A trust deed is a written legal document that outlines the provisions of the trust as decided by the settlor. This docuement is imperative to the successful and legal administration of a trust as it stipulates the requirements and wishes of the settlor with respect to how the assets will be distributed to the selected beneficiaries. EFSAG are on hand to advise and guide you on how to draft your deed in line with the relevant laws. We can also examine your existing trust deed to establish if it is compliant with the applicable regulations and offer advice on ways to improve or optimize it.
For more information on trust deeds or to find out how EFSAG can assist you with your trust requirements, please Contact Us.
What is a Trust Deed
It is an essential written document drafted by the settlor or a professional person on behalf of the settlor to provide clear instructions as to how the trust must be administered. Without this document the nominated trustee will not be able to manage the activities of the trust in line with the requirements of the settlor. In principle, a deed or declaration of trust as it is also known, provides a framework and set of terms and conditions, by which the trustee must follow with due diligence. The nominated beneficiaries will also be declared in the deed as will the trust property and how the assets are to be distributed and when. The declaration of trust gives the settlor a great level of confidence in how it will be managed without their supervision.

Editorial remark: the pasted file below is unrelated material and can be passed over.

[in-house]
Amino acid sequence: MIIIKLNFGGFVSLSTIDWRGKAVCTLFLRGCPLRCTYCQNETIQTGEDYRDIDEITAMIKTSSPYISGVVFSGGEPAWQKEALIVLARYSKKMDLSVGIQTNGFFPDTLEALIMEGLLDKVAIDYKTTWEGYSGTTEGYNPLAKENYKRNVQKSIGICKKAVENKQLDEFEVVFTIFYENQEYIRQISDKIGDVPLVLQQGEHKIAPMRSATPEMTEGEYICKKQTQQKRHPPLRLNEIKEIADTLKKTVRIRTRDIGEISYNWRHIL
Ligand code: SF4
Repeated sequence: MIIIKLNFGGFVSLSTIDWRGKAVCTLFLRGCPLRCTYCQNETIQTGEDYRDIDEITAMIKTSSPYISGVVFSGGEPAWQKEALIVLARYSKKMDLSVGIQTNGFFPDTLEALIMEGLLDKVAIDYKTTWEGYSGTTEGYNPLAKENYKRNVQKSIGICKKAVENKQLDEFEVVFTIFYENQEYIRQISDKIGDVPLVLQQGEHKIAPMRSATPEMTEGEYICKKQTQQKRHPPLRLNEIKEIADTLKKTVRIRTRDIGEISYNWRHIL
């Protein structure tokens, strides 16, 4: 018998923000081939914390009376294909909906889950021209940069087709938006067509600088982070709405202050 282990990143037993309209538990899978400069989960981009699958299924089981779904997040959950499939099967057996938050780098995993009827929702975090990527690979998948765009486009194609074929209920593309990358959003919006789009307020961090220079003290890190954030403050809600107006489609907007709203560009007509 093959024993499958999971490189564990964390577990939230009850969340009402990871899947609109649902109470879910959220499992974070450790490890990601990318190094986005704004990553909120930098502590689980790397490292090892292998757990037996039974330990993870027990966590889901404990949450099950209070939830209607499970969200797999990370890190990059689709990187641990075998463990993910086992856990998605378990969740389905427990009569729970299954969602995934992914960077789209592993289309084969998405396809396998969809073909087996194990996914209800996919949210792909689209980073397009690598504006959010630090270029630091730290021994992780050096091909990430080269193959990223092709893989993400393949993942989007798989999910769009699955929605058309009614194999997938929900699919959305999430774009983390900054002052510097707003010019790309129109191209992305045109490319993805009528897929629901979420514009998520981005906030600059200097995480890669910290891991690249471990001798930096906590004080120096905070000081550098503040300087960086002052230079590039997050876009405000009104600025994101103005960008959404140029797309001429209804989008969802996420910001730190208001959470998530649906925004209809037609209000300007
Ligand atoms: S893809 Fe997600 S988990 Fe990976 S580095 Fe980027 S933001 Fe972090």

What is included in a Trust Deed
Depending on the jurisdiction, the type of trust and the desires of the settlor, a deed may vary. However generally speaking, it should include the following information points (this is not an exhaustive list):
- Name of the settlement
- Legal nature and activity of the trust
- Distribution of trust property
- Named beneficiaries
- Powers to add or remove beneficiaries
- Trustee administrative powers
- extended power of maintenance and advancement
- Trustee charging clause
- Regulations with respect to appointing new trustees